Speaker 2:

Let me just state that.

Speaker 3:

And still not in the Catholic school. Okay, so this is a big topic. We could go on forever about this, but I won't. But the downfall in our society is not having effective sexual education, Not in schools, not in the church community and not often with parents even though parents went through it themselves.

Speaker 3:

You would think that they don't want to repeat that disaster, but often they're not getting the information at all. I know I didn't. And so women? Therefore, as they continue to grow up, they start off behind the eight ball right.

Speaker 3:

And if that was a scenario for many women listeners, I would say that the first step and it was for me as well and that's starting with education, basic education, the anatomy, right, Our anatomy. You guys have it made. Everything's out there in the open. You play with it, you touch it. It's all there out in the open, but for women, it's all hidden, right?

Speaker 3:

So I think that, starting with the basic anatomy and the function of your parts, all of your parts there's wonderful books now available, podcasts, webinars all of those things can get you started in the right direction. And then, I think, with that education, learning to be comfortable in the body that you were made in, right, Using this as your body, the one you are giving, given, rather stop comparing it to other bodies or wishing that your parts were different. This is your wonderfully made body and I think it's important to come to peace with your body. This is where your sexual confidence begins. Right Is with the knowledge and then being comfortable with your body. And, of course, that's just the beginning, because now you have to add other people into the mix, the emotions, the trials and tribulations that come with relationships right.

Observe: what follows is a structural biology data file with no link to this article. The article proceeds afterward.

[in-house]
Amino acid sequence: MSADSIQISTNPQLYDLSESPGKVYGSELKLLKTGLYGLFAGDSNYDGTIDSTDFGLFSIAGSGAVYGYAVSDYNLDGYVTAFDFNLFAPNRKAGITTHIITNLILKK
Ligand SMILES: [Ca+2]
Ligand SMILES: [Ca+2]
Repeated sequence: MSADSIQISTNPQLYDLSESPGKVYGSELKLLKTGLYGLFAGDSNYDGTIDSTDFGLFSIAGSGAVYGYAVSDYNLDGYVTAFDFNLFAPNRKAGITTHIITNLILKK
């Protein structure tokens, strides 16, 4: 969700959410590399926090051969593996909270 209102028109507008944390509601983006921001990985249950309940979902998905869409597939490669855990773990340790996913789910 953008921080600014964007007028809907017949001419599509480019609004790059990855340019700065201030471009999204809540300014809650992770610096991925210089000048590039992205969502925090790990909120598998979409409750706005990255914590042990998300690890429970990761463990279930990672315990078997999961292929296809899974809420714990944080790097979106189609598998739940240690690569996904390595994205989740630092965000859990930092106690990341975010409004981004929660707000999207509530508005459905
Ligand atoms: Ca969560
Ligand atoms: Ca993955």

Speaker 2:

And sometimes rejection.

Speaker 3:

You know, yeah, yeah.

Speaker 2:

I mean, that's country music in this life, yeah exactly Right, right.

Speaker 3:

So sexual confidence, then to your point, is ongoing. We learn as we go right Right.

Speaker 2:

And it could ebb and flow, couldn't it Right? There's actually a syndrome called good girl syndrome. I looked it up, I didn't make it up. It's complicated, okay. It's been kind of laid on women over the years, specifically in the sexual arena. It has to do with that little voice in your head that keeps telling you that sex is wrong, dirty or sinful. You know all those things that you were told for so many years as a little girl as to what you should be like in order to be labeled a good girl.

Speaker 2:

Things like good girls don't touch themselves down there right, right, right, ridiculous, right, yeah, yeah yeah, and I've had women in their 30s and 40s, valerie, who asked me, or their nurse, where their clitoris was. Yeah, and I used to actually keep a printed like a diagram by my chair in the office to show them. And I guarantee you, if they didn't know, then their partner didn't know for sure, neither of knew what to do with it. So, anyway, there's a kind of a corollary to the good girl syndrome I call slut shaming and, again, I didn't make that up either. It's defined as the practice of criticizing women and girls who are perceived to violate expectations of behavior and appearance. So if you're not a good girl, then on the other end of the spectrum you're called a slut.